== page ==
[lg policy] Santorum's Gaffe May Cost Him in Puerto Rico: But the hardline English-language position may help in future contests
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Tue Mar 20 14:36:05 UTC 2012
Santorum's Gaffe May Cost Him in Puerto Rico: But the hardline
English-language position may help in future contests
Rebekah Metzler U.S. News & World Report
March 19, 2012
Puerto Ricans don't get to vote for president in the fall, but they do
have the opportunity to help pick the GOP presidential nominee on
Sunday. With a dearth of polling available and mixed messages coming
from the pair of top candidates, the outcome of the primary remains a
Comments by former Pennsylvania Sen. Rick Santorum implying he would
support statehood for the commonwealth only if it agreed to make
English the official language have caused the biggest stir in the
contest. Puerto Ricans will decide whether or not they would like to
pursue statehood in a fall referendum but will only be granted the
status if approved by Congress.
"It was poorly received in Puerto Rico because Puerto Ricans are very
proud of having the special status, they're very proud of being Puerto
Rican, they're very proud of the Spanish language and culture and
history," says Steffen Schmidt, political analyst for CNN Espanol and
professor at Iowa State University.
Santorum has subsequently tried to clarify that he only meant Puerto
Ricans would have to be fluent in English, not officially designate it
as the region's only official language. But his equivocations are
unlikely to mitigate any damage he caused with voters, Schmidt says.
"For Puerto Rico, probably, it was not a great move on the part of
Santorum whether it was deliberate or not," he says.
Schmidt also says the gaffe makes the endorsement by Republican Gov.
Luis Fortuno of Mitt Romney all the more meaningful.
"It just gives the ... endorsement of Mitt Romney more juice and makes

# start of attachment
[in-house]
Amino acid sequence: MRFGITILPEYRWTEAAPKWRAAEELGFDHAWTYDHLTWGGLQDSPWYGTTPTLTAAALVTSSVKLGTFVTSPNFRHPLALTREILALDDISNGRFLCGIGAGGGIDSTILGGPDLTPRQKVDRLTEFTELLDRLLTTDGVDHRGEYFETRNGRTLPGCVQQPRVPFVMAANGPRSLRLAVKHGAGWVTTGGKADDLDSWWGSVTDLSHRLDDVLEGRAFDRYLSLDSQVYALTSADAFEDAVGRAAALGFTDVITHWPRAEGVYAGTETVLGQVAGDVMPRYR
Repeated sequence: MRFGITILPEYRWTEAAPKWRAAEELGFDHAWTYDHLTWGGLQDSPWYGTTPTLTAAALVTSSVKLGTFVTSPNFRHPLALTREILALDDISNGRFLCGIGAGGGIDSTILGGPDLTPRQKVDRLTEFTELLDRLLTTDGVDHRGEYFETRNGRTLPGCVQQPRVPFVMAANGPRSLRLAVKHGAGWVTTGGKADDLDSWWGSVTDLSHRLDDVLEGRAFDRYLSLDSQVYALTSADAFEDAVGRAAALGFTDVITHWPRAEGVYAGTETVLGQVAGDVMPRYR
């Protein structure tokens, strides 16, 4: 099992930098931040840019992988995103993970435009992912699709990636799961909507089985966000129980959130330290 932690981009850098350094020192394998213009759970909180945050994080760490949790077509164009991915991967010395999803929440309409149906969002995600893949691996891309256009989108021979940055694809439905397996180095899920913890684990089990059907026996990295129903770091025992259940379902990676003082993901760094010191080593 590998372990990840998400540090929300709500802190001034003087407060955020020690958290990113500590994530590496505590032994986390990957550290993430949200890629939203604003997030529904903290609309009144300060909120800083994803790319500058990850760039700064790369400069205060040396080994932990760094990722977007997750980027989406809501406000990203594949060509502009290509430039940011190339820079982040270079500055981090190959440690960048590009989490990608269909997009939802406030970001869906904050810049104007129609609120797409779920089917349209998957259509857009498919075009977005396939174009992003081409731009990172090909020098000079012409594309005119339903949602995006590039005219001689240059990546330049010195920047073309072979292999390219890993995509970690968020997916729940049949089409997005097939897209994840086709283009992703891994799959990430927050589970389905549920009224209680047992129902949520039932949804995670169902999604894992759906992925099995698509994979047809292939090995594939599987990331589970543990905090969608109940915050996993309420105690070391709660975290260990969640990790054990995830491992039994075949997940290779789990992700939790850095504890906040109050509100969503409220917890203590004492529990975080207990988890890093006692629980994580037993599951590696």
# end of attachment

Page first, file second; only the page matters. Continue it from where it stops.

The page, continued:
it a more robust endorsement," he says.
The former Massachusetts governor has featured the Puerto Rican
governor in a Spanish-language television advertisement there. And
Romney's also said he would not "as a prerequisite for statehood
require that the people of Puerto Rico cease using Spanish," according
to a campaign spokeswoman. However, the Santorum controversy may turn
into a very shrewd move when the GOP race shifts back to the mainland.
"Blow off the 20 something delegates from Puerto Rico, sure. But send
that powerful message of English as the official language of the
United States, which conservatives love," Schmidt says. "It's a great
selling point to Republican conservatives for Santorum in the whole
rest of the country."
Romney himself is confronting a mini-gaffe as well, after he sponsored
ads in other states knocking Santorum for voting to approve now
Supreme Court Justice Sonia Sotomayor for a lesser court when he
served in the Senate. Sotomayor's parents are Puerto Rican and she's
viewed favorably there.
"I don't think that is going to help Romney in Puerto Rico," Schmidt
says. "On the other hand, Puerto Rico is a Democratic state it's not a
Republican state so frankly, you know the Republicans in Puerto Rico
will probably vote for Mitt Romney more than Santorum I'm guessing."
As has been the case throughout the see-saw Republican contest,
Schmidt says the real story is that places like Puerto Rico are
getting so much attention. "That's the big story. It's sort of
unbelievable that we have come down to Pacific territories and Puerto
Rico as really important factors," he says. And he also points out
that the competitions in those areas - and how the candidates carry
themselves there - will have a larger impact on the race.
"It'll be very interesting to watch but the bigger story of it is
actually the fact that we're going to see all of this reverberate with
Latino voters in other states that are still coming up," Schmidt says,
adding that this GOP field has a poor record when it comes to issues
Latinos care most about.
"Even Hispanic Republican voters would like to see a new immigration
law and would like to see the DREAM Act pass," he says, referring to
legislation that would create a path to citizenship for children of
illegal immigrants if they attend a four year college or join the U.S.
Military. "And the Republicans just have a terrible, terrible position
on those issues when it comes to that community."
Santorum and Romney are the only candidates to have campaigned in
Puerto Rico, with rivals former House Speaker Newt Gingrich and Texas
Rep. Ron Paul opting to stump in other upcoming primary states,
including Illinois and Louisiana.
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